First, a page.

Jan 14, 2003 1:52 PM
Beautiful bike! You get that baby dirty???

What's a Singleator?

Mike
A Singleator is....SS_MB-7
Jan 14, 2003 4:32 PM
A Singleator is a chain tensioner for use on frames with vertical dropouts since they have no means of adjusting chain tension -- see pic below. It's made by Surly.

Traditional SS frames have horizontal dropouts so you can slide the rear wheel fore/aft to get the appropriate chain tension. My frame has vertical dropouts, but it also has a eccentric bottom bracket which is used to adjust the chain tension. Chain tensioners are fine, however, they do make noise, cause some drag and can be susceptible to mud, snow, ice, etc.



Now, depending on your gear ratio and your chainstay lengths, you may or may not need a chain tensioner. My first converted SS did not need a chain tension since the gear ratio (36:18) and chainstay length was perfect.

Trust me, my cross bike has seen it's fair share of mud, snow and ice this fall/winter.

Ride Hard,
Mike B.
Wow, sweet bike!!! -nmTig
Jan 14, 2003 4:30 PM
re: Is a SS cyclocross bike a bad idea?kevins
Jan 14, 2003 2:33 PM
I ride a 56cm too. The CC is a 53 with a 55cm top tube. It fits me ok. I spaced out the rear wheel so I could use a set of Rolf wheels I had sitting around. Drop me an e-mail at kseibert78@hotmail.com if you are interested.
What about fixed gear on a cross frame?jayb29
Jan 14, 2003 2:36 PM
I've heard that the relaxed seat angle on cross frames makes them not so good for fixed gear riding, and the extra pressure from being behind the pedals can cause some knee pain. Any supporting or contradicting information out there?

I want to build a fixed/ss, and need to know if using a cross frame is better or worse than a road frame.

Jay
That is exactly what my Gunnar Street Dog is.MB1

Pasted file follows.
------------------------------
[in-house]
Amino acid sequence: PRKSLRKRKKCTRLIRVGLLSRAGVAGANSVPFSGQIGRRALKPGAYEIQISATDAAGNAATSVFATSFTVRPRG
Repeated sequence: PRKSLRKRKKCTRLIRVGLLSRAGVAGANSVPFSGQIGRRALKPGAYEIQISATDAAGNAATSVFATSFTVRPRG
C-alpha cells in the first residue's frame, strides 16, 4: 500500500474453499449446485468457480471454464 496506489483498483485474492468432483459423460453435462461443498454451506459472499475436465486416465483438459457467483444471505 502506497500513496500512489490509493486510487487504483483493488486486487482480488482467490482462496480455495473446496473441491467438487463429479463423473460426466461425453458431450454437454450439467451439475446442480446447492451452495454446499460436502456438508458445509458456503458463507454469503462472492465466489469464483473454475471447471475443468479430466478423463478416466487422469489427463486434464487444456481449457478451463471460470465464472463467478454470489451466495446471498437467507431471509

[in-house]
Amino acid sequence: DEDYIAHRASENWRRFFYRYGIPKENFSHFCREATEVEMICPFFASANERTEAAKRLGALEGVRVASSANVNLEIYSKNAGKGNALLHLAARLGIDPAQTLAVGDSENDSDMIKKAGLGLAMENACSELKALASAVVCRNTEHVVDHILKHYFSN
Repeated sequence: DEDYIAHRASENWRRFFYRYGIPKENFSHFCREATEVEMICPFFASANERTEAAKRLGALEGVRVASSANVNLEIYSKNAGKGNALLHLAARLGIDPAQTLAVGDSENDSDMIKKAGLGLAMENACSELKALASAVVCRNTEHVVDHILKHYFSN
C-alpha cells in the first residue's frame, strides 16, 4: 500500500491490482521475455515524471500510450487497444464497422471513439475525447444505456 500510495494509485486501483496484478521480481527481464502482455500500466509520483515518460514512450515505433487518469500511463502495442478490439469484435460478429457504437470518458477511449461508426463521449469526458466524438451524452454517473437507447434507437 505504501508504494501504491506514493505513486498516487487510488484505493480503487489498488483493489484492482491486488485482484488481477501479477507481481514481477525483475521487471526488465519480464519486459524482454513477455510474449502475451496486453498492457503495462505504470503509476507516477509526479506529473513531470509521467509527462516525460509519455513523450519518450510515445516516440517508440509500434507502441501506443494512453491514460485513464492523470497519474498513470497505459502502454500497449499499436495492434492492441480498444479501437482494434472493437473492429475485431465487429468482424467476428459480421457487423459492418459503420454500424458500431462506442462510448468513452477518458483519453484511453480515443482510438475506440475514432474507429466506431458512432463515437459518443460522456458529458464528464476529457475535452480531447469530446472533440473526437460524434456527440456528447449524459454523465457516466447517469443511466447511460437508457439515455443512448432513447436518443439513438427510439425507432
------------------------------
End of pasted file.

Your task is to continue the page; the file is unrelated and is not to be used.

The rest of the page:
Jan 14, 2003 5:03 PM
The picture shows it in full commuting mode. The thing has tons of clearance, I run Paul cantis and ride it in the dirt as often as I can.
That is exactly what my Gunnar Street Dog is.jayb29
Jan 15, 2003 5:40 AM
How did you find a Street Dog with bosses for canti brakes? The ones I've seen are set up for calipers.

Jay
It was the stock setup in 2001.MB1
Jan 15, 2003 6:23 AM
Last year they switched over to the road bike setup for the Street Dog. One of my main reasons for buying the Street Dog in '01 was the Cyclocross setup.

Check with Waterford/Gunnar, they might be convinced to build you one without much extra cost.

Worth a try, it is a really great bike (except for the crummy Gunnar decals).
re: Is a SS cyclocross bike a bad idea?pauly
Jan 15, 2003 5:47 AM
I converted my CX bike to a Single Speed after having mechanicals in 2 of my 3 races this year. [Unlike Mike B, I'm in no danger of winning anything -- it's all about fun. But it's hard to have fun when your drivetrain craps out up on the 2nd lap.]

I converted my bike using the Soulcraft Convert and it is smooth and quiet. The only drawback is that a chain tensioner doesn't allow you to run 'fixed'. I'm saving my cash for a custom SS/FG (horizontal drops or EBB) next year which will replace the FG road and SS CX bikes.
Travis Brown sometimes competes that way ...Humma Hah
Jan 20, 2003 7:35 AM
... he's been known to win on a SS 'crosser.
You've given me an idea for my Bianchi.look271
Jan 20, 2003 1:04 PM
That's what I'll do with it when I get my Gitane done! It has long reach calipers and I just found out that my lbs has 'cros tires in 27" (I love those guys!). I'll post a pic when it's done.....